India won’t get access to Mumbai terror attack suspects
India walked the extra mile during the home secretary-level talks on Wednesday to accommodate Pakistani limitations in delivering action on the Mumbai terror attacks and allowing questioning of the suspects. Aloke Tikku & Jayanth Jacob report.india Updated: Mar 31, 2011 04:00 IST
India walked the extra mile during the home secretary-level talks on Wednesday to accommodate Pakistani limitations in delivering action on the Mumbai terror attacks and allowing questioning of the suspects.
Pakistan has agreed to a visit by an Indian commission but made it clear that this panel would only have access to police investigators, not witnesses or suspects. The Pakistani offer fell short of the Indian requirement that — quite like the questioning of US national David Headley — was aimed at collecting information to improve the understanding of the actors involved in the 26/11 conspiracy.
But given the enthusiasm and the international attention that Prime Minister Manmohan Singh’s diplomatic initiative had achieved, India’s security establishment had to refine its position to be in tune.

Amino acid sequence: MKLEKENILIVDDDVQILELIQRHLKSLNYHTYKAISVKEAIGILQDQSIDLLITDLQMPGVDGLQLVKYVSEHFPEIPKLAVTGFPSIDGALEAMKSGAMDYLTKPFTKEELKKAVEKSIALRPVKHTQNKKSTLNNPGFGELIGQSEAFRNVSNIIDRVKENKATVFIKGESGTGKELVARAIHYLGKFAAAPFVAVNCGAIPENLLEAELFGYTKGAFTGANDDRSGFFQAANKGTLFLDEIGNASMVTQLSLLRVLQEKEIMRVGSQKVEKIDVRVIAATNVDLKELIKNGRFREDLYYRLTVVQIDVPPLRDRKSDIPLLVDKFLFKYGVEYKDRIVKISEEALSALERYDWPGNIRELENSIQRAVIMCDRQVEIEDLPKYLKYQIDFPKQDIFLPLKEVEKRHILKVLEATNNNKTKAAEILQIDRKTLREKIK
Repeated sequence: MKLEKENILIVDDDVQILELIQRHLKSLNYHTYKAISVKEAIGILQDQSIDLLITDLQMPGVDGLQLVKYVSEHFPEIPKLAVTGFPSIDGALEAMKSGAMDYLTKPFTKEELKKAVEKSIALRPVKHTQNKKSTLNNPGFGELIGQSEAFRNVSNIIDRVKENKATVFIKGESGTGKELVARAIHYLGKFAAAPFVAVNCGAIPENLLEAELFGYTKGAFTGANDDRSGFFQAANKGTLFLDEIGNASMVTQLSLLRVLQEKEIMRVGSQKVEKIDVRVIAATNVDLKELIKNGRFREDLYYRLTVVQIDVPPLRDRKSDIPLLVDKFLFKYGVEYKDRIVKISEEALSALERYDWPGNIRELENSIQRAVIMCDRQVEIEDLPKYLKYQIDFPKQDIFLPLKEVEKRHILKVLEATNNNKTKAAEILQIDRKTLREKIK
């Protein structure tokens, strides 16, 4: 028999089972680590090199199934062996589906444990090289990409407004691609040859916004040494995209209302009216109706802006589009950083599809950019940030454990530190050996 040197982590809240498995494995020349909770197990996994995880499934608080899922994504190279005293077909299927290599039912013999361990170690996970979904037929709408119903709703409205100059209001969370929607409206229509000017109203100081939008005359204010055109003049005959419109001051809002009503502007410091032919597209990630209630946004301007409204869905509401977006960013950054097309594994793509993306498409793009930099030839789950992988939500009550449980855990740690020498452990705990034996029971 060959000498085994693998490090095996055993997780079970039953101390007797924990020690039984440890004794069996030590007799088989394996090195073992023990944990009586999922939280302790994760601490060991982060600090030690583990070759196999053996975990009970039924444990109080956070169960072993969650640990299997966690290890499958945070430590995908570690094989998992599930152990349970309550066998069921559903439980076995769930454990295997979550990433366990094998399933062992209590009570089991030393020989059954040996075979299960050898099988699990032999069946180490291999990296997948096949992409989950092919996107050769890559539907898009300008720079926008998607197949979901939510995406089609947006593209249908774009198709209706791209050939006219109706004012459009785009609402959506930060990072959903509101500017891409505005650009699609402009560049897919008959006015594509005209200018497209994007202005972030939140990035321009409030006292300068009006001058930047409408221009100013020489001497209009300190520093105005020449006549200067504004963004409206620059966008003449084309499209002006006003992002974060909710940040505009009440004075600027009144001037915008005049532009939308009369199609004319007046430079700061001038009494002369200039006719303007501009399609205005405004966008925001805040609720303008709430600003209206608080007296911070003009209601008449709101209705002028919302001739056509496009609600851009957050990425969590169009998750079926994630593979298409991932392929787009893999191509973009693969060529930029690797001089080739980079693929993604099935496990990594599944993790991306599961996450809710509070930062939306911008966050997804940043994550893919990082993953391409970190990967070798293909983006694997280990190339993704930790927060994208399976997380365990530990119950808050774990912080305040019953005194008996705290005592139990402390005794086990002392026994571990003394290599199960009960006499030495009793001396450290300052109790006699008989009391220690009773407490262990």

“Yes, there is a complication on the commission. It’s not what we wanted," a source familiar with the behind-the-scenes discussions admitted.
Sources in the Pakistani delegation matched this version, insisting that they hadn't agreed to the Indian team going around talking to suspects or witnesses.
The joint statement issued at the end of the two-day talks skipped mentioning the Pakistani reluctance. Instead, it said the modalities and composition of the commission would be worked out through diplomatic channels.
Government sources suggested this was done to ensure there were no red faces when Manmohan Singh and Pakistani Prime Minister Yousuf Raza Gilani met at the Mohali's cricket stadium and later, at dinner. Otherwise, one source said, there has been no particular development since November 2010 when Home Minister P Chidambaram cautioned people that Islamabad had not delivered on its promise to bring to justice those who perpetrated the attacks.
It was in this spirit of conciliation that the Pakistani delegation was given information on the on-going Samjhauta Express blast case investigation. Much of this information was in public domain but had not been officially released even in India.
On Wednesday, the government sought to bridge this information gap by issuing a Press statement to formally announce the breakthrough in investigations and the arrest of Swami Aseemanand in December last year.